Nationwide, the cost ranges from $25,000 to $95,000. At the low end, this amounts to about $150,000 in public cost for every acre of land newly developed with single-family homes. Fodor said most communities are unaware of these long-term costs. When a full analysis is available before development begins, they often consider other options.

“I have case studies of communities that have done this study, done this analysis, looked at the cost of servicing land and found that it is in fact cheaper to conserve it,” Fodor said.

Fodor has also studied the relationship between population growth and prosperity in the 100 largest metropolitan areas in the United States between 2000 and 2009. He wanted to know if growth was producing more jobs and higher incomes. He searched for existing research on this topic and found little.

“Having searched the entire English language database for studies, worldwide, there were two studies. Now there are three,” Fodor said.

Stable, prosperous communities

Fodor found strong statistical evidence that average per person income decreases by about $2,500 for every 1 percent increase in the population. “If you have a household that has four people, we’re talking about $10,000 less income per each 1 percent of additional growth rate,” Fodor explained.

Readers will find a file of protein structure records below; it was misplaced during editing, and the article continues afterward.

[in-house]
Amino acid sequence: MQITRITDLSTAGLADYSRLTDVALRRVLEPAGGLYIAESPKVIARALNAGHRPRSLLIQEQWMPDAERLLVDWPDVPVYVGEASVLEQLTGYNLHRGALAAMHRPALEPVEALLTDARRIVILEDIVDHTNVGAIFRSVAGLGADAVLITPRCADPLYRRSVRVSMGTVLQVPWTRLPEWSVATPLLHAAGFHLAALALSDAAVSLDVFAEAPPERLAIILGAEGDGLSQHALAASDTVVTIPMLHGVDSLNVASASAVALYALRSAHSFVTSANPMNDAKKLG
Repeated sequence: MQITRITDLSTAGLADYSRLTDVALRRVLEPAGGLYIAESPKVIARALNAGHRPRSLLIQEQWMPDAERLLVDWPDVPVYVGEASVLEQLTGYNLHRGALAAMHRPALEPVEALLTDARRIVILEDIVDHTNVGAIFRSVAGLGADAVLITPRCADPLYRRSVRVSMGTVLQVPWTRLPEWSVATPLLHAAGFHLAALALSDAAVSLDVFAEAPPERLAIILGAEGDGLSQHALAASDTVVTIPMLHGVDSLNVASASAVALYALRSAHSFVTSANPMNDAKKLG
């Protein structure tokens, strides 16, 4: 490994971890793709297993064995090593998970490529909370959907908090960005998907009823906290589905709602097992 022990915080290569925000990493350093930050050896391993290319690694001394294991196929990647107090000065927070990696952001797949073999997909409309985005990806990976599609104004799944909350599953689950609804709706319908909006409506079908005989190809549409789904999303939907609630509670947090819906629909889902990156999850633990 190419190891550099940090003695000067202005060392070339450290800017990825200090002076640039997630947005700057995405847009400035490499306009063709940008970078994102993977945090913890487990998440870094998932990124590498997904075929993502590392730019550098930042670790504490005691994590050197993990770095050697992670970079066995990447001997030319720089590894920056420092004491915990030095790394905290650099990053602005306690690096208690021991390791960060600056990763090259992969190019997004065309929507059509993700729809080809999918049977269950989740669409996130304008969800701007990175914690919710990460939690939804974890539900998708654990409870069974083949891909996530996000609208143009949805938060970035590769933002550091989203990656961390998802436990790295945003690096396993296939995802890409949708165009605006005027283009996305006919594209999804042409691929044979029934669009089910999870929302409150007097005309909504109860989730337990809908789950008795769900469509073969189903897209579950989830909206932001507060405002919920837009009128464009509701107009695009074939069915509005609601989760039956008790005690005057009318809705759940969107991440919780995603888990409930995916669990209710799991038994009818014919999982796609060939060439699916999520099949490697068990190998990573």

There was no evidence that growth increased employment during the study period, and poverty levels tended to rise with the growth rate.

On the other hand, areas with slower population growth had bigger gains in income. “Stable communities can be and are prosperous communities, contrary to what we hear about the need for constant growth to pump our economies,” Fodor said. “We need to sort fact from fiction.”